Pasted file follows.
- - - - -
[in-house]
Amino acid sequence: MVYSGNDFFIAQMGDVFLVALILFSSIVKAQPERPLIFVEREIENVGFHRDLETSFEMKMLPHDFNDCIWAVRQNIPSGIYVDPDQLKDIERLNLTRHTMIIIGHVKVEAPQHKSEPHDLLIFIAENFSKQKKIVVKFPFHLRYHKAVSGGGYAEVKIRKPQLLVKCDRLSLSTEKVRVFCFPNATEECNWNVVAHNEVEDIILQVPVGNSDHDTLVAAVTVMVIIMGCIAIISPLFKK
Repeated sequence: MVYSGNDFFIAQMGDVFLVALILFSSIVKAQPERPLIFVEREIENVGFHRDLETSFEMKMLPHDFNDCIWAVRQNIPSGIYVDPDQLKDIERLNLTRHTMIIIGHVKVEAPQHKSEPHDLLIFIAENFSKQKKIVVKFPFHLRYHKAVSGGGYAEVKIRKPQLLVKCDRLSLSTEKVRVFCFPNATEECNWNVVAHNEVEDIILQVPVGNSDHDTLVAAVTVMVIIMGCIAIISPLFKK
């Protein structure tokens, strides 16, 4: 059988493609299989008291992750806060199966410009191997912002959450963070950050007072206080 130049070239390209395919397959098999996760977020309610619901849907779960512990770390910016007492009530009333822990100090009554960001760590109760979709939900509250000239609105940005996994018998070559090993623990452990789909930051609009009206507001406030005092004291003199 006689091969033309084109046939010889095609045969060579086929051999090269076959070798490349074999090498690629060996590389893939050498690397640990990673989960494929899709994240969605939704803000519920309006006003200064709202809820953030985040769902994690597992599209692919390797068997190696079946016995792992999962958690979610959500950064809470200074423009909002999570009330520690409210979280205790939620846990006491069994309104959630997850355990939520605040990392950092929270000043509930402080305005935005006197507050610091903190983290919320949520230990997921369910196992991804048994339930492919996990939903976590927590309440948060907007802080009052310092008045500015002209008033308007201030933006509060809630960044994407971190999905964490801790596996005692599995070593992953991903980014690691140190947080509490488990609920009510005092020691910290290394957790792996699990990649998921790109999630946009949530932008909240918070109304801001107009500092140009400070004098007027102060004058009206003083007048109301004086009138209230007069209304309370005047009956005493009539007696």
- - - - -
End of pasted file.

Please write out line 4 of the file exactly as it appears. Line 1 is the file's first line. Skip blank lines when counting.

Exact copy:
């Protein structure tokens, strides 16, 4: 059988493609299989008291992750806060199966410009191997912002959450963070950050007072206080 130049070239390209395919397959098999996760977020309610619901849907779960512990770390910016007492009530009333822990100090009554960001760590109760979709939900509250000239609105940005996994018998070559090993623990452990789909930051609009009206507001406030005092004291003199 006689091969033309084109046939010889095609045969060579086929051999090269076959070798490349074999090498690629060996590389893939050498690397640990990673989960494929899709994240969605939704803000519920309006006003200064709202809820953030985040769902994690597992599209692919390797068997190696079946016995792992999962958690979610959500950064809470200074423009909002999570009330520690409210979280205790939620846990006491069994309104959630997850355990939520605040990392950092929270000043509930402080305005935005006197507050610091903190983290919320949520230990997921369910196992991804048994339930492919996990939903976590927590309440948060907007802080009052310092008045500015002209008033308007201030933006509060809630960044994407971190999905964490801790596996005692599995070593992953991903980014690691140190947080509490488990609920009510005092020691910290290394957790792996699990990649998921790109999630946009949530932008909240918070109304801001107009500092140009400070004098007027102060004058009206003083007048109301004086009138209230007069209304309370005047009956005493009539007696």